Notes: Blockbuster Bust; B&N Opening and Closing
In a front-page story, today's Wall Street Journal seeks to interpret the fate of Jed Rubenfeld's debut novel, Interpretation of Murder,
for which Holt spent $500,000 on a marketing campaign intended to make
it a September blockbuster. Most everything went according to plan for
the work of historical fiction, which features Sigmund Freud, but while
sales have been respectable for a first novel, they haven't been at
blockbuster levels. The Journal says the main culprit was The
Thirteenth Tale by Diane Setterfield, which came out at the same time
and was embraced even more enthusiastically by booksellers, including
Barnes & Noble, which made The Thirteenth Tale its first pick for
B&N Recommends, a program that aims to focus all the stores 40,000
employees on handselling one title.
Disappointed, the Journal noted that Holt nonetheless had a fortuitous little lift that displays the vagaries of publishing: "On Sept. 20, when the bad news about Mr. Rubenfeld's book was coming over the transom, Venezuelan President Hugo Chavez gave a speech to the United Nations. He held up a copy of Noam Chomsky's Hegemony or Survival: America's Quest for Global Dominance and praised the book, which shot up the Amazon bestseller list, prompting the printing of an additional 50,000 copies to meet demand. Mr. Chomsky's publisher: Henry Holt & Co."
Next spring Barnes & Noble plans to open a bookstore in Newnan, Ga., near Atlanta, in the Forum at Ashley Park at 35 Ansley Dr. The store will stock the usual nearly 200,000 book, music, DVD and magazine titles.
The Barnes & Noble store in Hartsdale, N.Y., in Westchester County, will close early next year when its lease expires, the Journal News
reported. The store is among many retailers that have left the town's
Central Avenue business district, where real estate has become more
expensive and some believe condos will replace stores.
A local attorney who wants to see retail reinvigorated in the town said about his neighborhood: "For Edgemont people, Barnes & Noble is like our surrogate library. It's very disappointing for my kids that we won't be able to run over there." A town supervisor said he wants to see a bookstore return to the area--as well as a movie theater, following the closing of one last month.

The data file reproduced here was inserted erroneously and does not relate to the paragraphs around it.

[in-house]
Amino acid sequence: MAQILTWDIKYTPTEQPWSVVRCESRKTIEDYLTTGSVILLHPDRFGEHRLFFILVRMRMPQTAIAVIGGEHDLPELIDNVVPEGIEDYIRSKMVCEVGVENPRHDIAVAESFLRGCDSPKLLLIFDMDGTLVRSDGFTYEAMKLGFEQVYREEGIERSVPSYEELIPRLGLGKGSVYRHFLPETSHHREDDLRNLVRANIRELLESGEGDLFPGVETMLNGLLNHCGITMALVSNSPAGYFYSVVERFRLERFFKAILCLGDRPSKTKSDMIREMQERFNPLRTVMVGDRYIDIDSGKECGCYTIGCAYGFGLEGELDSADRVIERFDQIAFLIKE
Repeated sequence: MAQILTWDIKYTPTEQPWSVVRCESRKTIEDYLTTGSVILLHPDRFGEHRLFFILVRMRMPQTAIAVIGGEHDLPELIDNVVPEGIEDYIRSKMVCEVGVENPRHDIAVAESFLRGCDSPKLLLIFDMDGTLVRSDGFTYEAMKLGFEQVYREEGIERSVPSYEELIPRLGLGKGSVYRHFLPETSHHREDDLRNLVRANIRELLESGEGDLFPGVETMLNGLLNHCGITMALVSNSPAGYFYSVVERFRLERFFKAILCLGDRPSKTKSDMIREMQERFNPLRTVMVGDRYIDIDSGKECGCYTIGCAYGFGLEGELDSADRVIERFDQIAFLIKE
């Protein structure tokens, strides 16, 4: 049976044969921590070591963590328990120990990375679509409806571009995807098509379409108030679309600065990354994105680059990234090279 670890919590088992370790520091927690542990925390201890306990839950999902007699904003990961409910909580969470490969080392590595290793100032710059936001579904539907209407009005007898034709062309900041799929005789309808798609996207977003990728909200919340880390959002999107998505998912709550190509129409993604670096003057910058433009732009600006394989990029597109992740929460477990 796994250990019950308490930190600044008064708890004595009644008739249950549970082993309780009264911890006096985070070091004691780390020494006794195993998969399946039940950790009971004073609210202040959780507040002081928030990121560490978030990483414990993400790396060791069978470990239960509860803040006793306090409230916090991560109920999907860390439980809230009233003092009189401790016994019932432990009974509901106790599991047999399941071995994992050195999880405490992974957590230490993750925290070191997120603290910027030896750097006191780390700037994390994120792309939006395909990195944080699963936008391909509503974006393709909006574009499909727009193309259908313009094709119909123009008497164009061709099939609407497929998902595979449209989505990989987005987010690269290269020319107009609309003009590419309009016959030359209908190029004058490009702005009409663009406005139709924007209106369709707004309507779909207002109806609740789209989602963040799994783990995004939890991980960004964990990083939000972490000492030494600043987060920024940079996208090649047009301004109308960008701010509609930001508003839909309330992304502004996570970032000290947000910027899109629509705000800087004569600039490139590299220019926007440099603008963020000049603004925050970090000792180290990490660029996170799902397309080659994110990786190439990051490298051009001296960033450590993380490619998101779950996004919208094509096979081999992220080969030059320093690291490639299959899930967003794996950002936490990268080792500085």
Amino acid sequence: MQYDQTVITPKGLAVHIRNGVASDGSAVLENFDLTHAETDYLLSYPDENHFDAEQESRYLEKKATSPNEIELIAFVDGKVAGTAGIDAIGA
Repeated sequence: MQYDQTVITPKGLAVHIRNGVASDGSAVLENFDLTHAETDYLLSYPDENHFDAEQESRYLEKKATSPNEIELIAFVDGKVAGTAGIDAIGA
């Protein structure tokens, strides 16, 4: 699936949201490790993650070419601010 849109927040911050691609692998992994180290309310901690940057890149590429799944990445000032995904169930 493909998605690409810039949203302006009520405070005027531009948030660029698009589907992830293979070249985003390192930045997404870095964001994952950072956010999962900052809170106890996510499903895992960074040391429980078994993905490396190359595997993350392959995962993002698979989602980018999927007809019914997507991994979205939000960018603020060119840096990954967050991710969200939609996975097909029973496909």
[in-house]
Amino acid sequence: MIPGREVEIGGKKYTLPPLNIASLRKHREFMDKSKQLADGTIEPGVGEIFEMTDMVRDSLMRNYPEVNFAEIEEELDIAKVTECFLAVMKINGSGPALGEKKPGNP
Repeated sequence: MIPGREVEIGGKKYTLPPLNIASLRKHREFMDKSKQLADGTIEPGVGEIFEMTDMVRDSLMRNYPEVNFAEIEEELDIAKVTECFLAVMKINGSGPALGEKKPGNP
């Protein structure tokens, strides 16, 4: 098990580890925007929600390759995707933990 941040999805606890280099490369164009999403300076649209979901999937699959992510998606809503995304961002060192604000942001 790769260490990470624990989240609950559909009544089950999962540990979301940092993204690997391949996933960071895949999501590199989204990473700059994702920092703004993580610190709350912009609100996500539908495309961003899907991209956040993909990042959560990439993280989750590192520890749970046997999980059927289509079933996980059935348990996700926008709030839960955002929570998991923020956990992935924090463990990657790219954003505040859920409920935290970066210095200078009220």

Coincidentally on Friday, a car crashed through the front of the store, according to the paper. The driver and an employee were injured.
Books-A-Million has opened a 15,500-sq.-ft. store in Southaven, Miss., just south of Memphis, Tenn., according to the Memphis Commercial Appeal.
The store is in the Southaven Towne Center, a lifestyle center, and is
"the first major bookstore in DeSoto County," the paper said. Dennis
Sullivan, the store's assistant general manager, commented: "We
actively seek out locations that don't have" major bookstores.
The Chicago Defender
profiles the Afrocentric Bookstore in the Bronzeville section of
Chicago. Desiree Sanders founded the store 16 years ago. Its motto:
"seeing the world through an African point of view."
The paper wrote: "The sweet smell of lavender incense welcomes visitors to a vibrant display of African ethnic crafts and neatly stacked rows of books ranging from ancient Egypt and civil war histories to soul food cooking. Afrocentric Bookstore has all the ingredients to warrant second and third helpings: friendly and knowledgeable staff, a wide selection of books and a desire to help you find what you came looking for."
On the occasion of Coliseum Books announcing its second closing, the New York Times remembers legendary city bookstores that, as the paper of record put it, "live only in the mind." Among them:
- Scribner's on Fifth Avenue, which HarperCollins's Carl Lennertz called "a beautiful palace. It was like something in the New Yorker, what a New York bookstore should be."
- Books & Co., with its Wall of literature about which Harold Bloom said, "No clinkers in there."
- The Eighth Street Bookshop, where owner Eli Wilentz offered all kinds of books, saying, "If you can hold it together with staples, we'll sell it."